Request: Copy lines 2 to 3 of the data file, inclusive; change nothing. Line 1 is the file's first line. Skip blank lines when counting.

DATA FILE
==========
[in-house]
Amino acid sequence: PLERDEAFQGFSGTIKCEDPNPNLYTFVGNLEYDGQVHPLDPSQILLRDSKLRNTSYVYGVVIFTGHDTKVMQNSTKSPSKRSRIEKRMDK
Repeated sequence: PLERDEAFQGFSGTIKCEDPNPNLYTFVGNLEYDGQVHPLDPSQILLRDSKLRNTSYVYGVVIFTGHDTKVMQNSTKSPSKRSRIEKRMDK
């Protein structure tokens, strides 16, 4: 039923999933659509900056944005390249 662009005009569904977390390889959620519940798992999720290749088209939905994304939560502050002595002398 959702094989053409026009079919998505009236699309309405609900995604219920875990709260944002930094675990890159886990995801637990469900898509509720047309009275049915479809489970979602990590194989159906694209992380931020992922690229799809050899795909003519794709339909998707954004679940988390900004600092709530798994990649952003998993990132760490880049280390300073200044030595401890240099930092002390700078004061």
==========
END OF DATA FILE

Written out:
Amino acid sequence: PLERDEAFQGFSGTIKCEDPNPNLYTFVGNLEYDGQVHPLDPSQILLRDSKLRNTSYVYGVVIFTGHDTKVMQNSTKSPSKRSRIEKRMDK
Repeated sequence: PLERDEAFQGFSGTIKCEDPNPNLYTFVGNLEYDGQVHPLDPSQILLRDSKLRNTSYVYGVVIFTGHDTKVMQNSTKSPSKRSRIEKRMDK